Notes on Vue.js “Scaling Up”

Reading through Vue.js documentation on “Built-in Components” I learned about powerful tools doing things a Vue application developer could not do on their own. But as a practically matter, I don’t think a beginner like myself would need to worry about them just yet. The same goes for the next section: “Scaling Up”, but I still wanted to skim through to see what scaling problems Vue thought deserved solving. This section was shorter than I had anticipated, because a lot of complexity has been delegated to other tools. These core Vue.js documentation pages would link to their documentation.

The section actually starts small by talking about Vue components and the Single-File Component (SFC) format because that is the basic unit of building large Vue apps. One of the first items is actually a pointer to scaling down via petite-vue for the progressive enhancement (sprinkle tiny bits of Vue in static site) usage scenario. Then it talks about tooling like an extension for editing Vue code in Visual Studio Code, and browser extension for debugging Vue code in browser.

The topic then moves to testing. Generic web application testing frameworks would work, but the Vitest test runner is optimized for unit testing Vue components. Once we get beyond unit tests, there’s a pointer to Cypress and a link to a Vitest vs. Cypress comparison.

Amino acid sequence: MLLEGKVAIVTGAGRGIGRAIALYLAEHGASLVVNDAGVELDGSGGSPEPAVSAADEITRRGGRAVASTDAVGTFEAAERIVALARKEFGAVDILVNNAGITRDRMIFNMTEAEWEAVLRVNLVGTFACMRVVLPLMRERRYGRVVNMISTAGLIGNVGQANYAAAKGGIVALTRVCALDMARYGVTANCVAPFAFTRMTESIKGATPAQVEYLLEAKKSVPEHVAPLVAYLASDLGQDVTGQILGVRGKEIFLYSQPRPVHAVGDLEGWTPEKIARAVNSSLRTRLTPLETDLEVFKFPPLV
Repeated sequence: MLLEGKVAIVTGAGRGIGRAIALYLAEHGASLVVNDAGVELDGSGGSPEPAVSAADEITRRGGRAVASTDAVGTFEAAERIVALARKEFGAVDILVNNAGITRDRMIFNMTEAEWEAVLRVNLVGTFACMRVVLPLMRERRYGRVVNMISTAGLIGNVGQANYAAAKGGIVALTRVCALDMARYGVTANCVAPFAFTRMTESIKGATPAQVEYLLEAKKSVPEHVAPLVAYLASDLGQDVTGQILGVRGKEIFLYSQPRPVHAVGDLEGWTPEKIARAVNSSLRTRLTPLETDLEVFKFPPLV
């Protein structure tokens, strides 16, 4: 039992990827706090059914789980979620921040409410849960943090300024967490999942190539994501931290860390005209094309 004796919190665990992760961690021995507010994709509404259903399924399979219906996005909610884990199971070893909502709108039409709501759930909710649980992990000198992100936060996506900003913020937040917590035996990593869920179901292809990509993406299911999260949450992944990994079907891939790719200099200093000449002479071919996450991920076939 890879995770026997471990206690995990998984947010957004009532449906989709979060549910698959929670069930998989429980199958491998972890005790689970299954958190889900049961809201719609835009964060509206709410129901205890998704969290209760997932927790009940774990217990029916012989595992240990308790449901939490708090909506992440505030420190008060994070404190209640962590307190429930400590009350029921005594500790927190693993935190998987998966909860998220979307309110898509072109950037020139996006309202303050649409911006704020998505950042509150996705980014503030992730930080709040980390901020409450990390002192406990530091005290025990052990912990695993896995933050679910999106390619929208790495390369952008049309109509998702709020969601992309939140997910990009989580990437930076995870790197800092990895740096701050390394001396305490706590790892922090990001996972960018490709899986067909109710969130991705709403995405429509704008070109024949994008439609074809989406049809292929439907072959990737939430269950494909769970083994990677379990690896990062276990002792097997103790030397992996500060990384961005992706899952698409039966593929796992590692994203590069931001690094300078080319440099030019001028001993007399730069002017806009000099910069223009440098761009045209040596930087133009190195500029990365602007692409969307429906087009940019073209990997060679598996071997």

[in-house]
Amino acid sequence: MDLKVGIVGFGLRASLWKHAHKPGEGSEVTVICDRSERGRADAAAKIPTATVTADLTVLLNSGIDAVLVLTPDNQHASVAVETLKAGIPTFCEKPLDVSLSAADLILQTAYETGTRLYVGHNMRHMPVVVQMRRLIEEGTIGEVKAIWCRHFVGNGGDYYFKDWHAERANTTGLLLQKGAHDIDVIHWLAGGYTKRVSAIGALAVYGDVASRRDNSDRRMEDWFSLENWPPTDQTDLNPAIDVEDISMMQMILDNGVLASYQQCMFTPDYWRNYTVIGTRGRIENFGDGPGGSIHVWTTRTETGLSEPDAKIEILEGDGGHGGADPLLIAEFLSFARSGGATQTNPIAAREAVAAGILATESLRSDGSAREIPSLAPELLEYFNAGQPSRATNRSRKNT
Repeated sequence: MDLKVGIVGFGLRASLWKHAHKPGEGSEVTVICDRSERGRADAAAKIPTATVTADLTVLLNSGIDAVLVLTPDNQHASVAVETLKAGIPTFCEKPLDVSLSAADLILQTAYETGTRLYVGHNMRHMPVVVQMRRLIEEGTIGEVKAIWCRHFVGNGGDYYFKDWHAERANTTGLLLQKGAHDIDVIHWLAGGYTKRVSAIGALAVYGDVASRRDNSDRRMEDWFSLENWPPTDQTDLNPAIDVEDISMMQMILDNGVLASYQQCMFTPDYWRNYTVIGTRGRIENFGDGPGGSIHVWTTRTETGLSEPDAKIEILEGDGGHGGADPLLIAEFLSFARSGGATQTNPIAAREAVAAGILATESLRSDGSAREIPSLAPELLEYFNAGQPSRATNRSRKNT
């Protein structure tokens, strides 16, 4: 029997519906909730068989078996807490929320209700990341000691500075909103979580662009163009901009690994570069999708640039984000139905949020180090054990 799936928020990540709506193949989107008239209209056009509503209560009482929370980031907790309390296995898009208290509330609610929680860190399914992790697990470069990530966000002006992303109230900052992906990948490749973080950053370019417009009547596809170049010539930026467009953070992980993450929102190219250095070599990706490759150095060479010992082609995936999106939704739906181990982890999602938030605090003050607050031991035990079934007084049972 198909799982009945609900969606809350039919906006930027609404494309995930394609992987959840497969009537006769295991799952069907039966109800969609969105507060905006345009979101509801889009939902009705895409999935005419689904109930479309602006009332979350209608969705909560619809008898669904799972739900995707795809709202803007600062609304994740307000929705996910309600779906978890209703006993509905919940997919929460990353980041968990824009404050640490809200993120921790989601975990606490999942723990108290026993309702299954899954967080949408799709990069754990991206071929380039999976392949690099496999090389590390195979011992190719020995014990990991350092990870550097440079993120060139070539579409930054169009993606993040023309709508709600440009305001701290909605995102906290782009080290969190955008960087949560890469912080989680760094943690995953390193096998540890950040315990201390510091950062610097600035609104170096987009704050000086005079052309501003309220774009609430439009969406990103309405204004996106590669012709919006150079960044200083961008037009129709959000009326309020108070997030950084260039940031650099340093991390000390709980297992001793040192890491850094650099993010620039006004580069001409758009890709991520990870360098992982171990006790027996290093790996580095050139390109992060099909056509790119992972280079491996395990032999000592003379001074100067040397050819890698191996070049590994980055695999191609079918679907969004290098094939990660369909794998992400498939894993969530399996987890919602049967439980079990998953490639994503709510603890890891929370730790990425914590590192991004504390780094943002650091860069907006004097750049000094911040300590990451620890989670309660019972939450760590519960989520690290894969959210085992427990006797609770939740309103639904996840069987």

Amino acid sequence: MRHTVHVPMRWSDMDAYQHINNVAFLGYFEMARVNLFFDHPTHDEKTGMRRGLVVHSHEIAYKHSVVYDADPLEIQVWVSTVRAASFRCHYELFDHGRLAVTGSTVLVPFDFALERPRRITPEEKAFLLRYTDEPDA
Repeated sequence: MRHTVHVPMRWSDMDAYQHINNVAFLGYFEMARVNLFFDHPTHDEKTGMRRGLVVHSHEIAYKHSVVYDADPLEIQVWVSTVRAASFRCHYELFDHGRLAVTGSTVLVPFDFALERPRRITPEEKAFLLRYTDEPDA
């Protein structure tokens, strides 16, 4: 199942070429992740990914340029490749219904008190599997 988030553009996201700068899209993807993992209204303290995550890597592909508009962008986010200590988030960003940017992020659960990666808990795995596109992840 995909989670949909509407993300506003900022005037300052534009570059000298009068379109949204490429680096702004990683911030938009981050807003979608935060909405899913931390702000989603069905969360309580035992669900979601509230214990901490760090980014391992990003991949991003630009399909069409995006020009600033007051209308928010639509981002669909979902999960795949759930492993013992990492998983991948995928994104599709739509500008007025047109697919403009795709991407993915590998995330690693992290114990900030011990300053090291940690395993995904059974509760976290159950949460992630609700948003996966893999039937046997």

For client-side routing, documentation gives a simple router implementation and a reference to Vue Router for a full power routing solution. For state management, we again have a simple implementation and a reference to Pinia for a more complete solution.

Server-side rendering (SSR) can get very complex, so the discussion started with the very important question: do we really need it? Sometimes goals can be satisfied with static-site generation (SSG) in which case we can use VitePress. But if actual SSR is required, there are multiple paths depending on the developer’s desire for control. Higher-level tools include Nuxt.js, which can also do static-site generation. And Quasar, which proclaims PWA capability as well as compiling to mobile apps and browser extensions. Plus it features its own Material Design compliant UI components, making it appear to be the “and the kitchen sink” solution. Which, depending on the project, may or may not be a fit for following best practices.

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